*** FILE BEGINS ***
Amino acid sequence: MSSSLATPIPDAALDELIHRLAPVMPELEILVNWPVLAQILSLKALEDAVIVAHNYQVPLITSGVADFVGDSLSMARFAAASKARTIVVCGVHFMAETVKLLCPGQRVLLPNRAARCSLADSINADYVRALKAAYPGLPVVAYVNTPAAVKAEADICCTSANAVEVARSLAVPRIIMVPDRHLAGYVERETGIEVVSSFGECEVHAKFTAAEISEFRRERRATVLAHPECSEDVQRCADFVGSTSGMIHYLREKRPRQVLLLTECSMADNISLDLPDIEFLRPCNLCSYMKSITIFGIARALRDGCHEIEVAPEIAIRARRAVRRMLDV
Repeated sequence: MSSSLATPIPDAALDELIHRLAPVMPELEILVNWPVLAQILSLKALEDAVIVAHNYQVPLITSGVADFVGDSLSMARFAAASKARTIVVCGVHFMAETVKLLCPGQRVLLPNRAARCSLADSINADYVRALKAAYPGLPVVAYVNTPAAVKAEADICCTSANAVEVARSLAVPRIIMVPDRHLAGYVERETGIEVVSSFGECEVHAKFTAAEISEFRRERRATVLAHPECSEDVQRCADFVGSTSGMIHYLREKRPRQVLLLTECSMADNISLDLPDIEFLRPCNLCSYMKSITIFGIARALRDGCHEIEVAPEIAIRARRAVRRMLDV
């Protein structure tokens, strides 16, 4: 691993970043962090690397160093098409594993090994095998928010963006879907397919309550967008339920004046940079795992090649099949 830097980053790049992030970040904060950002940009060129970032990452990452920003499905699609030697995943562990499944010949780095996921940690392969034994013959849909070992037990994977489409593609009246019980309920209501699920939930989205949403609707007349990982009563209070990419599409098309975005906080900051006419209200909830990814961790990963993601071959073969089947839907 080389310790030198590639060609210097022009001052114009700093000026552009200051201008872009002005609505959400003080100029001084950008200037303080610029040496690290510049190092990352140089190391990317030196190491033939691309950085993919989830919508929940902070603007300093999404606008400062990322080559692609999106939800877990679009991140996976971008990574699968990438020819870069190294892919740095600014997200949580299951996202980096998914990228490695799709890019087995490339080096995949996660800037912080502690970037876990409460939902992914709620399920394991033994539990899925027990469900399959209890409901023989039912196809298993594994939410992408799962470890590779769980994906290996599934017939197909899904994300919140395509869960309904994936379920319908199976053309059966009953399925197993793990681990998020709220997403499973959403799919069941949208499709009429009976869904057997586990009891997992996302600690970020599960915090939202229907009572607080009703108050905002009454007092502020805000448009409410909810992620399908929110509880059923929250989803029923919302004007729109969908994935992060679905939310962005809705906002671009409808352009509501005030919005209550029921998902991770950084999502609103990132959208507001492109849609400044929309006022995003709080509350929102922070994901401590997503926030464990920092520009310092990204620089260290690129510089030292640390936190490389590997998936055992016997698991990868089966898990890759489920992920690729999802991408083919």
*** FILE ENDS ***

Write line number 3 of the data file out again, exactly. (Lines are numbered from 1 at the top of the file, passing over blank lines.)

């Protein structure tokens, strides 16, 4: 691993970043962090690397160093098409594993090994095998928010963006879907397919309550967008339920004046940079795992090649099949 830097980053790049992030970040904060950002940009060129970032990452990452920003499905699609030697995943562990499944010949780095996921940690392969034994013959849909070992037990994977489409593609009246019980309920209501699920939930989205949403609707007349990982009563209070990419599409098309975005906080900051006419209200909830990814961790990963993601071959073969089947839907 080389310790030198590639060609210097022009001052114009700093000026552009200051201008872009002005609505959400003080100029001084950008200037303080610029040496690290510049190092990352140089190391990317030196190491033939691309950085993919989830919508929940902070603007300093999404606008400062990322080559692609999106939800877990679009991140996976971008990574699968990438020819870069190294892919740095600014997200949580299951996202980096998914990228490695799709890019087995490339080096995949996660800037912080502690970037876990409460939902992914709620399920394991033994539990899925027990469900399959209890409901023989039912196809298993594994939410992408799962470890590779769980994906290996599934017939197909899904994300919140395509869960309904994936379920319908199976053309059966009953399925197993793990681990998020709220997403499973959403799919069941949208499709009429009976869904057997586990009891997992996302600690970020599960915090939202229907009572607080009703108050905002009454007092502020805000448009409410909810992620399908929110509880059923929250989803029923919302004007729109969908994935992060679905939310962005809705906002671009409808352009509501005030919005209550029921998902991770950084999502609103990132959208507001492109849609400044929309006022995003709080509350929102922070994901401590997503926030464990920092520009310092990204620089260290690129510089030292640390936190490389590997998936055992016997698991990868089966898990890759489920992920690729999802991408083919």